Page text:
Thursday, 25 December 2014
Last updated 17 hours ago
Oct 15 2010 | 1:02pm ET
The Securities and Exchange Commission has accused a Florida hedge fund of serving as a feeder fund for convicted Ponzi schemer Thomas Petters’ $3.65 billion fraud.
Palm Beach Capital Management and its principals, Bruce Prevost and David Harrold, misled investors about their investments with Petters, the SEC alleged in a lawsuit filed yesterday in Minneapolis. Palm Beach bought more than 2,000 promissory notes from Petters, swapping them for new promissory notes when the old ones came due. The new notes were supposedly backed by different collateral, but the hedge fund hid the exchanges from investors, anyway, according to the SEC.
“Of the approximately $3.65 billion invested in the Petters Ponzi scheme at the time of its collapse, the Palm Beach funds accounted for more than $1 billion,” the complaint alleges.
Palm Beach is far from the first hedge fund to get caught in Petters’ legal web. The founder of Lancelot Investment Management was sentenced to six years in prison for his role in helping Petters cover up his fraud; another Lancelot executive is awaiting sentencing. Colorado hedge fund manager Neal Greenberg was sued last month by the SEC for misleading investors in his Agile Group about its losses in the Petters and Bernard Madoff Ponzi schemes. And Ritchie Capital Management has been sued by Barclays Bank for allegedly hiding more than $150 million in Petters investments.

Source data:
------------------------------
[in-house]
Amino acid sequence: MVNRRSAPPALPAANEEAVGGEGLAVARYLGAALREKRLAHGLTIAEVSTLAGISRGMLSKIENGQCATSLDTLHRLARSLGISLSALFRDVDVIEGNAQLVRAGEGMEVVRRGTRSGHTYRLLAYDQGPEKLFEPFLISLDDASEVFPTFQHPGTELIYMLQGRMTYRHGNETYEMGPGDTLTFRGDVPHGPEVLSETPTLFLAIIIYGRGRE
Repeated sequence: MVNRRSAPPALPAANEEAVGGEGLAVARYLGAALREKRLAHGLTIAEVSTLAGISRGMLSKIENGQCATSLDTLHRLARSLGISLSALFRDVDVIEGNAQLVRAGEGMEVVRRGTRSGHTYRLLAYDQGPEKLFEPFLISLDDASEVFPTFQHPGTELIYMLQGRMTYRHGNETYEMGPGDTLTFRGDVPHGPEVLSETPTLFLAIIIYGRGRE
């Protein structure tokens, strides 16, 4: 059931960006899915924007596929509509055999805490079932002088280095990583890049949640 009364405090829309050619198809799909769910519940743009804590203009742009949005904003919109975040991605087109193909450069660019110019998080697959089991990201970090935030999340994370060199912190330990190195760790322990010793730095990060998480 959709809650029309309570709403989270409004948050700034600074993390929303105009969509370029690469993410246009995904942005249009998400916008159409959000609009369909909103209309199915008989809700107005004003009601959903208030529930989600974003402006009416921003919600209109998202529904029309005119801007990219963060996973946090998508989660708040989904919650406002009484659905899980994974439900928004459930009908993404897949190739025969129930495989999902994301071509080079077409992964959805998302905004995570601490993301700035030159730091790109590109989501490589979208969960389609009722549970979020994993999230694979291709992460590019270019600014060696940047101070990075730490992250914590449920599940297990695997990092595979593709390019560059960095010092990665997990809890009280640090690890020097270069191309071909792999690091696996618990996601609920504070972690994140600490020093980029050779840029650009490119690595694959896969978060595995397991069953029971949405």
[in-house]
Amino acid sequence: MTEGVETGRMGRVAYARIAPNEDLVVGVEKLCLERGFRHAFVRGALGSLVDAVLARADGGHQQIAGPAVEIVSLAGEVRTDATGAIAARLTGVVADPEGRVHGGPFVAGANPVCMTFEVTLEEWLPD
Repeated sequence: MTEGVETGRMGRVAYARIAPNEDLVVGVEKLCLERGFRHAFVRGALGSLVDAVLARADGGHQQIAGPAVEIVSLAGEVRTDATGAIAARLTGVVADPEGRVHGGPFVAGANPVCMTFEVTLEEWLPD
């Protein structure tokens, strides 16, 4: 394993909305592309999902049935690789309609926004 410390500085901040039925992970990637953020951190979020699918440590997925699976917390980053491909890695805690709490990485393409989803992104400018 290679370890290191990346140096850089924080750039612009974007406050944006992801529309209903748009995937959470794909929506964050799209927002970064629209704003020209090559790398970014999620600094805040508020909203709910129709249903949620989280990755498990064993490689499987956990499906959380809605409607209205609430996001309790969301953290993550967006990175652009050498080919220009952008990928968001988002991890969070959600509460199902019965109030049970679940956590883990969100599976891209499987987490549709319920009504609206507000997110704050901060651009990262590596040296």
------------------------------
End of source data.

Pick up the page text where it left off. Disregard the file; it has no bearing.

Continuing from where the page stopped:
Petters himself was convicted of fraud, conspiracy and money laundering in December. He was sentenced to 50 years in prison, but is appealing the guilty verdict.
Dec 1 2014 | 10:21am ET
As 2014 winds down, Northern Trust Hedge Fund Services executives took some time to share their outlook on trends facing the industry in 2015. Read more…
Jeff Sprecher was simply looking for a platform to trade energies when launching ICE 14 years ago but it has grown to reach the pinnacle of both the listed futures and equities world.